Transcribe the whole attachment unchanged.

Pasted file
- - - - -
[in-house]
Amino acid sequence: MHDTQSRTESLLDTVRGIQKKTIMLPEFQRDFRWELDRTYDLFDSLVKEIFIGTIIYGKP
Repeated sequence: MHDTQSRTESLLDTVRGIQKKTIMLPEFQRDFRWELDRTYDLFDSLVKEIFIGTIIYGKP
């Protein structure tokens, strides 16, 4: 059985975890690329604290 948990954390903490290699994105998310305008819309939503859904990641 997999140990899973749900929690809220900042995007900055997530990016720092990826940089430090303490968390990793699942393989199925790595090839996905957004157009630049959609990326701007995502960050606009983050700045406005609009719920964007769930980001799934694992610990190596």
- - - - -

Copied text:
[in-house]
Amino acid sequence: MHDTQSRTESLLDTVRGIQKKTIMLPEFQRDFRWELDRTYDLFDSLVKEIFIGTIIYGKP
Repeated sequence: MHDTQSRTESLLDTVRGIQKKTIMLPEFQRDFRWELDRTYDLFDSLVKEIFIGTIIYGKP
């Protein structure tokens, strides 16, 4: 059985975890690329604290 948990954390903490290699994105998310305008819309939503859904990641 997999140990899973749900929690809220900042995007900055997530990016720092990826940089430090303490968390990793699942393989199925790595090839996905957004157009630049959609990326701007995502960050606009983050700045406005609009719920964007769930980001799934694992610990190596």